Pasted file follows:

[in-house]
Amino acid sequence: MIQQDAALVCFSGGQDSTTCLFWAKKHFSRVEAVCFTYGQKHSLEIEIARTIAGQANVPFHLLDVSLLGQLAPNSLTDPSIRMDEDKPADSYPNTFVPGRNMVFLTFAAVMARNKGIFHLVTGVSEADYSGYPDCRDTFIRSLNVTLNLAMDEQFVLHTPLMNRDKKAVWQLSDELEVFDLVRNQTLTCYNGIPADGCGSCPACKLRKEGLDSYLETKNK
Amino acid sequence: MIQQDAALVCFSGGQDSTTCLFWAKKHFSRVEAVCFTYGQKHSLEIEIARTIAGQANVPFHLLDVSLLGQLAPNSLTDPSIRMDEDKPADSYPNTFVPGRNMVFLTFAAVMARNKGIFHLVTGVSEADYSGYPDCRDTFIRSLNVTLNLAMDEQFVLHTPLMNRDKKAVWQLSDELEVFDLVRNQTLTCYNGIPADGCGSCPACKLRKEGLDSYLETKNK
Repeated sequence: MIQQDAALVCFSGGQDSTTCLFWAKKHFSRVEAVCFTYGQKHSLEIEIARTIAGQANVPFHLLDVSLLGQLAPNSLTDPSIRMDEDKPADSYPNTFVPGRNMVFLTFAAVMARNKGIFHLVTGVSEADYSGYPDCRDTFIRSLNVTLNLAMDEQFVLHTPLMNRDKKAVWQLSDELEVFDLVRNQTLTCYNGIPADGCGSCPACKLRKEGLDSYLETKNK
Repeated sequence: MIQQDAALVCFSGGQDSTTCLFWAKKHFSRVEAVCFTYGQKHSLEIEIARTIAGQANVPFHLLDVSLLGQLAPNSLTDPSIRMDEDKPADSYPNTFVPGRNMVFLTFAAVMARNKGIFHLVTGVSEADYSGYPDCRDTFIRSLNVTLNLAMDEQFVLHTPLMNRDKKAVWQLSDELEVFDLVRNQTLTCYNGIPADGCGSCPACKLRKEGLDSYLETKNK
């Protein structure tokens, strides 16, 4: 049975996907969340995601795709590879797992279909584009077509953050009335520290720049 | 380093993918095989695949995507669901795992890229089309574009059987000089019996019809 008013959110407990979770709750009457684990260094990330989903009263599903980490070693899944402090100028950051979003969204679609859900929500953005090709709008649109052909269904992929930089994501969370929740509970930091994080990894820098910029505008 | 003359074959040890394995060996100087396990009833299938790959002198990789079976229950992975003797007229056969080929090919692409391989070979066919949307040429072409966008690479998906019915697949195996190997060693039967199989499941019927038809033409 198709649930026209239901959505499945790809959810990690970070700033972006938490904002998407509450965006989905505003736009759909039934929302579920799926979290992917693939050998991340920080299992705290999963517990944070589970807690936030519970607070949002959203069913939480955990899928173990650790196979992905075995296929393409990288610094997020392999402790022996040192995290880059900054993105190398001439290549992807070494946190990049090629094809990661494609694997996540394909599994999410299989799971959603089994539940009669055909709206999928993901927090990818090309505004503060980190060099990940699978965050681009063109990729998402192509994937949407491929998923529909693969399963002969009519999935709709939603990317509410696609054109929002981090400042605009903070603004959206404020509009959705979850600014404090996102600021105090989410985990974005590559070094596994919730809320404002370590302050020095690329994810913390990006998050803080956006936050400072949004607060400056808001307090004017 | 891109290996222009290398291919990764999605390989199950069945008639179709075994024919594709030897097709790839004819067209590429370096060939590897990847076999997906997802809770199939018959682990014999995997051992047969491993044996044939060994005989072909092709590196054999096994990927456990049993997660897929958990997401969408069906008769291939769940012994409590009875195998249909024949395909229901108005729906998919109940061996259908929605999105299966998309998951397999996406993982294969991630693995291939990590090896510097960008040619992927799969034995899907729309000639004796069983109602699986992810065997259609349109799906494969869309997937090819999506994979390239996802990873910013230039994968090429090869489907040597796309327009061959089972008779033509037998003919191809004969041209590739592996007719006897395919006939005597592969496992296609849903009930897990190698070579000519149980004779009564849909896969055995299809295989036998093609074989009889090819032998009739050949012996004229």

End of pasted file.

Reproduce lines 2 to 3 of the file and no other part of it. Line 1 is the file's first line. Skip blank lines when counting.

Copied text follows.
Amino acid sequence: MIQQDAALVCFSGGQDSTTCLFWAKKHFSRVEAVCFTYGQKHSLEIEIARTIAGQANVPFHLLDVSLLGQLAPNSLTDPSIRMDEDKPADSYPNTFVPGRNMVFLTFAAVMARNKGIFHLVTGVSEADYSGYPDCRDTFIRSLNVTLNLAMDEQFVLHTPLMNRDKKAVWQLSDELEVFDLVRNQTLTCYNGIPADGCGSCPACKLRKEGLDSYLETKNK
Amino acid sequence: MIQQDAALVCFSGGQDSTTCLFWAKKHFSRVEAVCFTYGQKHSLEIEIARTIAGQANVPFHLLDVSLLGQLAPNSLTDPSIRMDEDKPADSYPNTFVPGRNMVFLTFAAVMARNKGIFHLVTGVSEADYSGYPDCRDTFIRSLNVTLNLAMDEQFVLHTPLMNRDKKAVWQLSDELEVFDLVRNQTLTCYNGIPADGCGSCPACKLRKEGLDSYLETKNK